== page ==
Back in February, comedian and activist Roseanne Barr officially announced that she was seeking the Green Party nomination for president, and since then she's pulled no punches about her thoughts on the two major parties.
On her campaign site, she writes, "Americans have voted for the lesser of two evils in the past elections, it has not gotten us anywhere." She's also separately referred to both Mitt Romney and Barack Obama as empty suits.
On Sunday, she took aim at another Washington target, former House speaker Nancy Pelosi, saying via Twitter, "Pelosi is a criminal too-insider trader with VISA-she needs to go-vote her out!!"
The statement refers to a story broken by CBS' 60 Minutes in November of 2011, detailing how congressional officials have the ability to legally trade stocks based on nonpublic information obtained during the course of their jobs. In Pelosi's case, some claimed the then-speaker was unduly influenced by VISA at the same time that legislation limiting credit card swipe fees was before the House. The legislation eventually passed, and in April of 2012 the STOCK Act, which closed the insider trading loophole for congressional officials was signed into law. Nevertheless, for Barr and others who believe the two-party system is irreversibly broken, the appearance of impropriety in the case is reason enough to vote Pelosi and anyone else who benefitted from the overturned rule out of office.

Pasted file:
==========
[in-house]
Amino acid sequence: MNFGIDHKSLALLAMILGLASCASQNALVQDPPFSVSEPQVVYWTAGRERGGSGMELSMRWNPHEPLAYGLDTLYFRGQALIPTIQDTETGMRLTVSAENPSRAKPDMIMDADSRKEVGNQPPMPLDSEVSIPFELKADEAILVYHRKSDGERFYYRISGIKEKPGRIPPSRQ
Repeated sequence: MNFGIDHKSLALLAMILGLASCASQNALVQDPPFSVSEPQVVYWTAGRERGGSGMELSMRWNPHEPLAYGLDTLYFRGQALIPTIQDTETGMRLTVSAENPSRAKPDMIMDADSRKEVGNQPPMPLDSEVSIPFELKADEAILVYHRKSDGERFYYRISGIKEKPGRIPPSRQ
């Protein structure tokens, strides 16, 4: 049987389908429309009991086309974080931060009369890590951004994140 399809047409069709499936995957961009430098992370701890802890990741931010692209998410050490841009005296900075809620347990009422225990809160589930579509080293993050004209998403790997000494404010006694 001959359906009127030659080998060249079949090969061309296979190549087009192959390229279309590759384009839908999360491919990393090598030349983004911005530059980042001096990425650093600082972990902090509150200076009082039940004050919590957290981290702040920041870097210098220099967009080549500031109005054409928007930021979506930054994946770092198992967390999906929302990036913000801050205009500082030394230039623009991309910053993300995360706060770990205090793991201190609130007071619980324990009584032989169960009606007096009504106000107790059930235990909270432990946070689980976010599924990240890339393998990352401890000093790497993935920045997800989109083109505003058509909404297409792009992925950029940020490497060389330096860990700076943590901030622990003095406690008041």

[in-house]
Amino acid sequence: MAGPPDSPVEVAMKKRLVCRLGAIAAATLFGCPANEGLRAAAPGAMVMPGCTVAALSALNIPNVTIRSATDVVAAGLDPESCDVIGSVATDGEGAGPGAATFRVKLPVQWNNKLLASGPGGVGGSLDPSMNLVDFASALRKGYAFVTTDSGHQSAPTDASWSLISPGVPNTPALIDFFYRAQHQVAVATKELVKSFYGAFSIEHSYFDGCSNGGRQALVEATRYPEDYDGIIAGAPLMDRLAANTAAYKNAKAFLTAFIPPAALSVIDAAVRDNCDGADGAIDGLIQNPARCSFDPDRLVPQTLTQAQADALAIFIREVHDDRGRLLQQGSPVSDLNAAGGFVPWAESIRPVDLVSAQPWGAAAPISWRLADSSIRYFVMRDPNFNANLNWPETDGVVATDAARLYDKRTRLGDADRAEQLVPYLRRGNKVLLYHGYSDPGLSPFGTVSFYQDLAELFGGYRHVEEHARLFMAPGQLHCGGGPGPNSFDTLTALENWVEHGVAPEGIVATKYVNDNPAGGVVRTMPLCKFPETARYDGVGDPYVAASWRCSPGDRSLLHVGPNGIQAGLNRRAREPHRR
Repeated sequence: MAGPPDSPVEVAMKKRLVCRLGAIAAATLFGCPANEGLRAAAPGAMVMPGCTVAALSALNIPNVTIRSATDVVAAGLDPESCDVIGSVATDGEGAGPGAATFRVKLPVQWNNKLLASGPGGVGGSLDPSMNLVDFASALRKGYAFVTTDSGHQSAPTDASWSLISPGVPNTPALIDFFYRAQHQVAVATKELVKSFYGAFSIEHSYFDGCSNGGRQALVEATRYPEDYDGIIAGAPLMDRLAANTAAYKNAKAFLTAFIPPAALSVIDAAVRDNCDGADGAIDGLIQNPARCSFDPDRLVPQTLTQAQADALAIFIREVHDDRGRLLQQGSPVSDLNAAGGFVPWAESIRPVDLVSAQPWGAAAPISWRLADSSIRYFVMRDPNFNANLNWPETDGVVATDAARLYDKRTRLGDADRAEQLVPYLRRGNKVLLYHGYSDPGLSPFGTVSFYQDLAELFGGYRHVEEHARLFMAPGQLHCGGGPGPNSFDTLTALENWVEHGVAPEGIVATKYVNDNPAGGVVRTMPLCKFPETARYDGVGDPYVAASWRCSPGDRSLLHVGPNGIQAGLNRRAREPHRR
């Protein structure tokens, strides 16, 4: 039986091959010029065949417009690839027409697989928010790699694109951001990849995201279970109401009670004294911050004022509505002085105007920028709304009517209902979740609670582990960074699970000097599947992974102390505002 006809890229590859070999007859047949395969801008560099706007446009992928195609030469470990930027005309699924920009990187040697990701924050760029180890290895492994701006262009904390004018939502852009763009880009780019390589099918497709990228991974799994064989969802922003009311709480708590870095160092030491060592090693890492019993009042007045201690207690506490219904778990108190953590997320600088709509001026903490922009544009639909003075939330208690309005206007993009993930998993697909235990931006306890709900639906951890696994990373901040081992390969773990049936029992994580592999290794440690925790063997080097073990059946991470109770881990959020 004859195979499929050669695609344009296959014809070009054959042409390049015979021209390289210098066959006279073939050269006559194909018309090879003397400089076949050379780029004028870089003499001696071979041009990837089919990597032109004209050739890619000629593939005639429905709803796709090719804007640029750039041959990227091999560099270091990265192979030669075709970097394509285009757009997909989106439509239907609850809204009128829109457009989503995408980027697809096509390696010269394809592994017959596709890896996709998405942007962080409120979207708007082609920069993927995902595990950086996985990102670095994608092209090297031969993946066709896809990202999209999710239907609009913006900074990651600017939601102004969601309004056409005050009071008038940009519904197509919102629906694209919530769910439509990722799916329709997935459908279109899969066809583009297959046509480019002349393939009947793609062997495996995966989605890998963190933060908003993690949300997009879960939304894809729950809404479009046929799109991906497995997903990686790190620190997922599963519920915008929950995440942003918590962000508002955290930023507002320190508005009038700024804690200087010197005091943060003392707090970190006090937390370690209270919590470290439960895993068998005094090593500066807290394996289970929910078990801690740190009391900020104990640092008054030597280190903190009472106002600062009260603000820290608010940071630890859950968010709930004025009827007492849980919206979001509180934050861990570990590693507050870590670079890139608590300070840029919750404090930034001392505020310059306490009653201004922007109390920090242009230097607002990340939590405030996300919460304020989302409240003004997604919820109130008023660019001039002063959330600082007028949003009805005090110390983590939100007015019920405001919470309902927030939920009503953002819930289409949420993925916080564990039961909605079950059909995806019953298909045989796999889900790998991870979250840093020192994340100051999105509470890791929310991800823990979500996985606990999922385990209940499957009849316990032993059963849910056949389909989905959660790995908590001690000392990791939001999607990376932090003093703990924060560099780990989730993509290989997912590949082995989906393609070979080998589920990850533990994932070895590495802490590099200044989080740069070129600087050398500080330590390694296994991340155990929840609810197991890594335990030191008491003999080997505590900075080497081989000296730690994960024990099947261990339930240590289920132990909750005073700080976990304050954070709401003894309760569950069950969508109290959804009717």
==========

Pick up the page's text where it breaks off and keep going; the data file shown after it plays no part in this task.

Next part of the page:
Depending on who you are, Barr's heated Tweets can read as either crudely insightful or wildly conspiracy theory-ish, but her methods may be working. On the Green Party's web site Barr is second only to frontrunner Jill Stein in delegate count. And while the more buttoned-up Dr. Stein currently enjoys a healthy lead, Barr's number one issue of legalizing marijuana could resonate with undecided voters as her candidacy gains prominence.
What do you think? Is Roseanne right about the two major parties? Does she stand a legitimate chance at getting the Green Party nomination? What other comedian would you like to see run for public office?